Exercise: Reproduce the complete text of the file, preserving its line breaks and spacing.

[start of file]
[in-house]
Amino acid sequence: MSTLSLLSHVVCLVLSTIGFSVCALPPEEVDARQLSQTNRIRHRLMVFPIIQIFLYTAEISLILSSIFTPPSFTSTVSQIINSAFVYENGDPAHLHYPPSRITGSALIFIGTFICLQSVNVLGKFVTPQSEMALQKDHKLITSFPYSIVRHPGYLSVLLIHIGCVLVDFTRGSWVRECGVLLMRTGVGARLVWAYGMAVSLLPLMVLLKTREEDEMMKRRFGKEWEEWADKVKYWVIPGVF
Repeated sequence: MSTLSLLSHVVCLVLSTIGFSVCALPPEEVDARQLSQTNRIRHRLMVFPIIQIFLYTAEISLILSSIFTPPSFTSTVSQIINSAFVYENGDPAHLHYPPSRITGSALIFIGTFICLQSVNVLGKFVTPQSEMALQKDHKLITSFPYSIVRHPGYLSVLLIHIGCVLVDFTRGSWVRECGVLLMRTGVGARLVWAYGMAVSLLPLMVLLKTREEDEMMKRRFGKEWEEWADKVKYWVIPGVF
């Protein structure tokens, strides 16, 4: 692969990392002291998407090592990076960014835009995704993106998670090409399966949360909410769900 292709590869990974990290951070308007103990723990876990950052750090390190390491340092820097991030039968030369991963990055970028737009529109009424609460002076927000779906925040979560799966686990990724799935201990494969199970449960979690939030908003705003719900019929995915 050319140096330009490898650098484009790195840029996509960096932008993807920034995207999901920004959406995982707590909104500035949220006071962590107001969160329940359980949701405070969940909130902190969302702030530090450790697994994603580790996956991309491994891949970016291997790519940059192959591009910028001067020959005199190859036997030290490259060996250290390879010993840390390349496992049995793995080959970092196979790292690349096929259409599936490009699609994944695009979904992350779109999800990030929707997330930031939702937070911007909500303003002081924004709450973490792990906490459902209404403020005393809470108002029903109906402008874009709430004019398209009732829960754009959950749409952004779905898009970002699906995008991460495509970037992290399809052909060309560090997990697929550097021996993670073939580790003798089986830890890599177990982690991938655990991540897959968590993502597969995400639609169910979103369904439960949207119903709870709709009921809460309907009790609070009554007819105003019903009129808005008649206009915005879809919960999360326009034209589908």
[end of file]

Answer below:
[in-house]
Amino acid sequence: MSTLSLLSHVVCLVLSTIGFSVCALPPEEVDARQLSQTNRIRHRLMVFPIIQIFLYTAEISLILSSIFTPPSFTSTVSQIINSAFVYENGDPAHLHYPPSRITGSALIFIGTFICLQSVNVLGKFVTPQSEMALQKDHKLITSFPYSIVRHPGYLSVLLIHIGCVLVDFTRGSWVRECGVLLMRTGVGARLVWAYGMAVSLLPLMVLLKTREEDEMMKRRFGKEWEEWADKVKYWVIPGVF
Repeated sequence: MSTLSLLSHVVCLVLSTIGFSVCALPPEEVDARQLSQTNRIRHRLMVFPIIQIFLYTAEISLILSSIFTPPSFTSTVSQIINSAFVYENGDPAHLHYPPSRITGSALIFIGTFICLQSVNVLGKFVTPQSEMALQKDHKLITSFPYSIVRHPGYLSVLLIHIGCVLVDFTRGSWVRECGVLLMRTGVGARLVWAYGMAVSLLPLMVLLKTREEDEMMKRRFGKEWEEWADKVKYWVIPGVF
């Protein structure tokens, strides 16, 4: 692969990392002291998407090592990076960014835009995704993106998670090409399966949360909410769900 292709590869990974990290951070308007103990723990876990950052750090390190390491340092820097991030039968030369991963990055970028737009529109009424609460002076927000779906925040979560799966686990990724799935201990494969199970449960979690939030908003705003719900019929995915 050319140096330009490898650098484009790195840029996509960096932008993807920034995207999901920004959406995982707590909104500035949220006071962590107001969160329940359980949701405070969940909130902190969302702030530090450790697994994603580790996956991309491994891949970016291997790519940059192959591009910028001067020959005199190859036997030290490259060996250290390879010993840390390349496992049995793995080959970092196979790292690349096929259409599936490009699609994944695009979904992350779109999800990030929707997330930031939702937070911007909500303003002081924004709450973490792990906490459902209404403020005393809470108002029903109906402008874009709430004019398209009732829960754009959950749409952004779905898009970002699906995008991460495509970037992290399809052909060309560090997990697929550097021996993670073939580790003798089986830890890599177990982690991938655990991540897959968590993502597969995400639609169910979103369904439960949207119903709870709709009921809460309907009790609070009554007819105003019903009129808005008649206009915005879809919960999360326009034209589908």